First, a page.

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  • Writer's pictureBeth Wardell

Celebrating 50 years of Bagpuss with Northumberland based Sandra Kerr.




The much-loved children’s TV series “Bagpuss” is 50 years old in 2024, and who better to celebrate that milestone than Sandra Kerr who co-wrote, arranged and performed the music for the series.


As soon as I heard about this podcast, I knew it was something I wanted to share with the Culture Northumberland community, as it celebrates traditional Northumberland dance tunes, folk music and of course the famous fat cat "Bagpuss". The kind people at Folk on Foot, have shared this interview with Sandra, from her home in Warkworth, Northumberland.


The Folk on Foot episode “Sandra Kerr (and Nancy Kerr) in Warkworth” launches on Friday January 19th 2024, wherever you get your podcasts or at www.folkonfoot.com





In the latest episode of the Folk on Foot podcast, host Matthew Bannister visits Sandra at her home in the Northumberland village of Warkworth.


Sitting in her cosy music room surrounded by Bagpuss souvenirs, she sings “The Bony King of Nowhere” and reflects on the powerful impact the old cloth cat has had on successive generations of children.


Then, on a walk along the nearby River Coquet, Sandra tells the story of joining the folk revival of the 1960s and 70s when she landed a job as nanny to its formidable leaders, Ewan MacColl and Peggy Seeger. In exchange for looking after their children, she was given music lessons. Sandra tells how MacColl used techniques from theatre director Konstantin Stanislawski and movement specialist Rudolf Laban to help his students inhabit the characters in the ballads they were singing. MacColl was also a Marxist who, she says, believed a working-class revolution could be started through an uprising of folk clubs.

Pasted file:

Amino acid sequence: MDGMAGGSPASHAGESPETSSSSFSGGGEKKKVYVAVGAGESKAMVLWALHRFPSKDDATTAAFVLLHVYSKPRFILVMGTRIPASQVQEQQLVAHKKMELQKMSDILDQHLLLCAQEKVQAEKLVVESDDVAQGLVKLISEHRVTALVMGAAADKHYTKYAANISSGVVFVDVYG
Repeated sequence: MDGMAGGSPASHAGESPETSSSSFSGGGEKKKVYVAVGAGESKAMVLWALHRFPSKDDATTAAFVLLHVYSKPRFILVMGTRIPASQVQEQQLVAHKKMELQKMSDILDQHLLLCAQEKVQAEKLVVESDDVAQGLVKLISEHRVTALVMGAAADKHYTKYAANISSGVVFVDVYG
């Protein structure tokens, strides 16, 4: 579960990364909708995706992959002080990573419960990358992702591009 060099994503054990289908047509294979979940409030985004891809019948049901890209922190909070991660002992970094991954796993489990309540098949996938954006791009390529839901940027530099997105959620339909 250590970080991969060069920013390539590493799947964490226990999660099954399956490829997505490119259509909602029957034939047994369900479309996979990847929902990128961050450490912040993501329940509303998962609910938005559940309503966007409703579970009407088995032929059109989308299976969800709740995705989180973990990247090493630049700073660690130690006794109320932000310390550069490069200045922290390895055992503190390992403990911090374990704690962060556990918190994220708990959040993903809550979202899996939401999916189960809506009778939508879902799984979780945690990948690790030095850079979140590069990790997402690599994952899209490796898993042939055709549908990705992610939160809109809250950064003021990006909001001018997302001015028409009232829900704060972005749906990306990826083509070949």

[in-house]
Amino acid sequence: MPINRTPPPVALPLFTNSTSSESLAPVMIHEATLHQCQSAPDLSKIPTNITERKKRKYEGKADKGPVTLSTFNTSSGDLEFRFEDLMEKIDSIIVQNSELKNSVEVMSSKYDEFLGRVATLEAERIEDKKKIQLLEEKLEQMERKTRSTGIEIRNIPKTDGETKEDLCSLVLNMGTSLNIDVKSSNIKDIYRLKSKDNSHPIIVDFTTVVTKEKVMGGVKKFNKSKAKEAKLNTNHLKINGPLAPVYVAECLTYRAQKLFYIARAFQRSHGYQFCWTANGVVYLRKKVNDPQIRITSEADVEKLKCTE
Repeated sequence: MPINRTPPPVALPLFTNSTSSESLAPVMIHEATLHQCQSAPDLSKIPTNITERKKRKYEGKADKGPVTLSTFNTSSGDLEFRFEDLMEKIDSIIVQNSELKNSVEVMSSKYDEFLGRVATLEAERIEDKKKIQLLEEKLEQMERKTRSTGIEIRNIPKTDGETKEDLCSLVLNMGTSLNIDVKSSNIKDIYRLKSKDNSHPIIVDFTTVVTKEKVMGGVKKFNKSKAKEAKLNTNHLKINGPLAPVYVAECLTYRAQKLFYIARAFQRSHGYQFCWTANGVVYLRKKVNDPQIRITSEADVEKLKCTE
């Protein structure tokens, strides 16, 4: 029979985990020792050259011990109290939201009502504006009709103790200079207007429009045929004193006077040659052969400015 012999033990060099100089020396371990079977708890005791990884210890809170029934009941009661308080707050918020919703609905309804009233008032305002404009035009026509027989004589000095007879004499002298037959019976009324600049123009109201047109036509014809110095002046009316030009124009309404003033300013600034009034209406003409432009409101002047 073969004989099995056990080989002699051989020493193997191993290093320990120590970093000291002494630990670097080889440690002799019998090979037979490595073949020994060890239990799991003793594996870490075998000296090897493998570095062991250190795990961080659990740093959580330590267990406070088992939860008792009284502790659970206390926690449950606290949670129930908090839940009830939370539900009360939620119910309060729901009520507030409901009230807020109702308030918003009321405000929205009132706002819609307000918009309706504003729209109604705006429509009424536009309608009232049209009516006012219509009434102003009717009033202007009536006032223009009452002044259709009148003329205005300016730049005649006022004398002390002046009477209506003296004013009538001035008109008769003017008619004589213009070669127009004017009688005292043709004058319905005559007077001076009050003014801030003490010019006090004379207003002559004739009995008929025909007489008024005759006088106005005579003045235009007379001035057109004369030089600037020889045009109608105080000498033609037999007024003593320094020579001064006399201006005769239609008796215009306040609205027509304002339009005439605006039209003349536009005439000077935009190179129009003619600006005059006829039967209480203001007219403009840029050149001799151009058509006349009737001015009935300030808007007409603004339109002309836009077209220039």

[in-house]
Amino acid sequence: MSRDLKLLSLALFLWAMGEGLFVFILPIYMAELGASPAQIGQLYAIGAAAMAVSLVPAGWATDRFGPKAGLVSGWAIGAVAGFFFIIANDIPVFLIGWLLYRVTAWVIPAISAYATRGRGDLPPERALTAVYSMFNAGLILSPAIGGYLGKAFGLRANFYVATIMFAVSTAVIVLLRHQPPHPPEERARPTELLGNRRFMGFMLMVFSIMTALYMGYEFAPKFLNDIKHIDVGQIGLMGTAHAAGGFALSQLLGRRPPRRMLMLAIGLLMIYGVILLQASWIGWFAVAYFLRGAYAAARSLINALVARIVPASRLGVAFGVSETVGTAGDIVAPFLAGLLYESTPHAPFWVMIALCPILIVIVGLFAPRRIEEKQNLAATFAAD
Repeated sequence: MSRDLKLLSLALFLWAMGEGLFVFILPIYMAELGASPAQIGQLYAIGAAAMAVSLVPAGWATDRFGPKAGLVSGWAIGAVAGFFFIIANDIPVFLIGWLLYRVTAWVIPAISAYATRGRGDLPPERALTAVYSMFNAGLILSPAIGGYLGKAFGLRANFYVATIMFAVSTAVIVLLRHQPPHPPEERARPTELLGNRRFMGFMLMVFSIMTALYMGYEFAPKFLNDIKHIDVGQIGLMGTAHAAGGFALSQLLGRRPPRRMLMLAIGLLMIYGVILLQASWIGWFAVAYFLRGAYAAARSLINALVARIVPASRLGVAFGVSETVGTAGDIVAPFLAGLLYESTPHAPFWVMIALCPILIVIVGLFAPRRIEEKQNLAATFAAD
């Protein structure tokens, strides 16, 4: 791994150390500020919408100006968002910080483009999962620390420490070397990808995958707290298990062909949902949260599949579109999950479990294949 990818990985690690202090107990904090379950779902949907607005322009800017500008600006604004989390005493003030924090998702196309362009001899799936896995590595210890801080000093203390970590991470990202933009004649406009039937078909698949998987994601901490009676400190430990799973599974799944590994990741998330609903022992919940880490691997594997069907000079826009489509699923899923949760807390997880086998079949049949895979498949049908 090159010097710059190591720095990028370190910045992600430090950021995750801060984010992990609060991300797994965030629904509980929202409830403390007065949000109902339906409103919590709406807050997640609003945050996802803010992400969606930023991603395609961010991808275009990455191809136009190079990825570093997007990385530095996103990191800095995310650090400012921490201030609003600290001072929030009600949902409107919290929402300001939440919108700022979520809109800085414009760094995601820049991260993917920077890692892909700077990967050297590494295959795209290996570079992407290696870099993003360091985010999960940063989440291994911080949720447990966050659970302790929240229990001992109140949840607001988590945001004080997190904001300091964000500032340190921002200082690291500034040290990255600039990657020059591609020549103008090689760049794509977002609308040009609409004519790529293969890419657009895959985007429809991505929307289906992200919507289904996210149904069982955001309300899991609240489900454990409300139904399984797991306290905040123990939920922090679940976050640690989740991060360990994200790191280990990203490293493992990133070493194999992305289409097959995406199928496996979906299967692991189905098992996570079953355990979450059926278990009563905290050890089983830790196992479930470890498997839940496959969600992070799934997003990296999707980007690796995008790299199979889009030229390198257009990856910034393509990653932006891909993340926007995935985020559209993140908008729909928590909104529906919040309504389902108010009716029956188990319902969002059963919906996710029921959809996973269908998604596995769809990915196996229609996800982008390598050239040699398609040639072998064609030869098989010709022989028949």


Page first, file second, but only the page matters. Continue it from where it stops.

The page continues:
Sandra has been a lifelong campaigner for women’s rights and sings a song she composed about the suffragette Emily Davidson, who died after being hit by the King’s Horse at the Derby in 1913. Emily is buried near Sandra’s home and when she first visited the grave in the 1980s, she was shocked to find it neglected and overgrown.


Finally, Sandra is joined by her daughter, the singer, songwriter and fiddle player Nancy Kerr to perform traditional Northumberland dance tunes learned from Nancy’s father. It’s a fascinating and entertaining encounter with one of the folk world’s best loved characters.





“Bagpuss” tells the story of a “saggy old cloth cat, baggy and a bit loose at the seams”. Created by Oliver Postgate and Peter Firmin with music and voices by Sandra Kerr and John Faulkner, it was first broadcast on BBC 1 on 12th February 1974. The thirteen episodes were frequently repeated in the UK until 1986 and in 1999 it topped a BBC poll for the UK’s favourite children’s TV programme.




Folk on Foot won the Best Arts and Culture award at the 2023 Independent Podcast Awards. It has also won Gold (2020) and Silver (2023) LOVIE Awards, a Gold Audio Production Award (2019) for its producer Natalie Steed, a Silver ARIA Award (2022) for Best Specialist Music Show and a Silver British Podcast Award (2019) for Best Arts and Culture Podcast.



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